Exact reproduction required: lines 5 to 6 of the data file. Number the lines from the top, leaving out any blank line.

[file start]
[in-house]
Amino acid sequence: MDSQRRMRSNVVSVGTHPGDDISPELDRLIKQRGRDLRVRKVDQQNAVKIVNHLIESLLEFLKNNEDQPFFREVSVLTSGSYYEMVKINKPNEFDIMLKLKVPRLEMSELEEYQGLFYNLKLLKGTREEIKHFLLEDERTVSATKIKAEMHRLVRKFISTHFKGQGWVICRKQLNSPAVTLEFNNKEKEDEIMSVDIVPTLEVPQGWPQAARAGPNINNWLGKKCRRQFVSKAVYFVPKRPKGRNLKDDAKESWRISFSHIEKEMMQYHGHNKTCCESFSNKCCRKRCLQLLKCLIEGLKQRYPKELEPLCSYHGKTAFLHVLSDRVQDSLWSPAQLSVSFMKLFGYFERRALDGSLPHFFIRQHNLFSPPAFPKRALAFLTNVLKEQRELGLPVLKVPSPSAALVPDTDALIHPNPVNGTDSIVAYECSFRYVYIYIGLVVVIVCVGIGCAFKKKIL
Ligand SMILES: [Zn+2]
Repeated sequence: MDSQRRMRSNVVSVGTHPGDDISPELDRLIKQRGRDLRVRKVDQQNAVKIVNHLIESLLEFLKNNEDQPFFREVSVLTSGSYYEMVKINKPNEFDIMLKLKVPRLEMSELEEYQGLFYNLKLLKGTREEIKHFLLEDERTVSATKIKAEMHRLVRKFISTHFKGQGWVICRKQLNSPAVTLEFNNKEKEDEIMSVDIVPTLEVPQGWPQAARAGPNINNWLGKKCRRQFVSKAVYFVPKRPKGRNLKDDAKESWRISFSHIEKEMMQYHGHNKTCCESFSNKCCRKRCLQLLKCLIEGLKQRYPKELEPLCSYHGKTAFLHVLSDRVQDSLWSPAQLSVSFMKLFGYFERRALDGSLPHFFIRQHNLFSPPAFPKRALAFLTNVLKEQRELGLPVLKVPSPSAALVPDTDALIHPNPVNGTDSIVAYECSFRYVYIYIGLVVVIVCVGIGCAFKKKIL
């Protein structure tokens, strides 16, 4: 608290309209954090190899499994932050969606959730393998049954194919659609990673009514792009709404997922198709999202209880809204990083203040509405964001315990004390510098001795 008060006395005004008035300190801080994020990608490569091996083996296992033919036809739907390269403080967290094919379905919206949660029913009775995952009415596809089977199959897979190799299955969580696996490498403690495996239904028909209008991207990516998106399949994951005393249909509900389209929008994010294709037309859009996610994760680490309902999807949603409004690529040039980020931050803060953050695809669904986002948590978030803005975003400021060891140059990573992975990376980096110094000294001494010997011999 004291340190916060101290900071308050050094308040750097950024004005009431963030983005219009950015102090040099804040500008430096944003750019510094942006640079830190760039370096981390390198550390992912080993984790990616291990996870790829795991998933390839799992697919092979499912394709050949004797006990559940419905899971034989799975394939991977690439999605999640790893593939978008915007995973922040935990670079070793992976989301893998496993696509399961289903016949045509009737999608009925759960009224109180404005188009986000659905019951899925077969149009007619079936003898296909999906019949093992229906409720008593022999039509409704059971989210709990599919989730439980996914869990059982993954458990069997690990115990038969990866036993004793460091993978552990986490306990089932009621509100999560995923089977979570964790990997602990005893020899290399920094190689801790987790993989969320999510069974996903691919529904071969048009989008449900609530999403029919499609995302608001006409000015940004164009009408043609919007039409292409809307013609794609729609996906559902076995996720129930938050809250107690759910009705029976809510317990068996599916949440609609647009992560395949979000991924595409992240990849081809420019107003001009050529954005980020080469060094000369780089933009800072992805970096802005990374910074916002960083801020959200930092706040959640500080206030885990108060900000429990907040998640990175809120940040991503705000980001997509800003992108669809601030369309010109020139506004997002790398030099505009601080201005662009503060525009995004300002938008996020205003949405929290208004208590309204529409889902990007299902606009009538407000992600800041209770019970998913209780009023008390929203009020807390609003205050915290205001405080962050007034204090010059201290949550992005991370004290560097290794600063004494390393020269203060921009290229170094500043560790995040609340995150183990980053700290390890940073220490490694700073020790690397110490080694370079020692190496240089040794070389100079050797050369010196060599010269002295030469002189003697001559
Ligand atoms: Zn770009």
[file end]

């Protein structure tokens, strides 16, 4: 608290309209954090190899499994932050969606959730393998049954194919659609990673009514792009709404997922198709999202209880809204990083203040509405964001315990004390510098001795 008060006395005004008035300190801080994020990608490569091996083996296992033919036809739907390269403080967290094919379905919206949660029913009775995952009415596809089977199959897979190799299955969580696996490498403690495996239904028909209008991207990516998106399949994951005393249909509900389209929008994010294709037309859009996610994760680490309902999807949603409004690529040039980020931050803060953050695809669904986002948590978030803005975003400021060891140059990573992975990376980096110094000294001494010997011999 004291340190916060101290900071308050050094308040750097950024004005009431963030983005219009950015102090040099804040500008430096944003750019510094942006640079830190760039370096981390390198550390992912080993984790990616291990996870790829795991998933390839799992697919092979499912394709050949004797006990559940419905899971034989799975394939991977690439999605999640790893593939978008915007995973922040935990670079070793992976989301893998496993696509399961289903016949045509009737999608009925759960009224109180404005188009986000659905019951899925077969149009007619079936003898296909999906019949093992229906409720008593022999039509409704059971989210709990599919989730439980996914869990059982993954458990069997690990115990038969990866036993004793460091993978552990986490306990089932009621509100999560995923089977979570964790990997602990005893020899290399920094190689801790987790993989969320999510069974996903691919529904071969048009989008449900609530999403029919499609995302608001006409000015940004164009009408043609919007039409292409809307013609794609729609996906559902076995996720129930938050809250107690759910009705029976809510317990068996599916949440609609647009992560395949979000991924595409992240990849081809420019107003001009050529954005980020080469060094000369780089933009800072992805970096802005990374910074916002960083801020959200930092706040959640500080206030885990108060900000429990907040998640990175809120940040991503705000980001997509800003992108669809601030369309010109020139506004997002790398030099505009601080201005662009503060525009995004300002938008996020205003949405929290208004208590309204529409889902990007299902606009009538407000992600800041209770019970998913209780009023008390929203009020807390609003205050915290205001405080962050007034204090010059201290949550992005991370004290560097290794600063004494390393020269203060921009290229170094500043560790995040609340995150183990980053700290390890940073220490490694700073020790690397110490080694370079020692190496240089040794070389100079050797050369010196060599010269002295030469002189003697001559
Ligand atoms: Zn770009």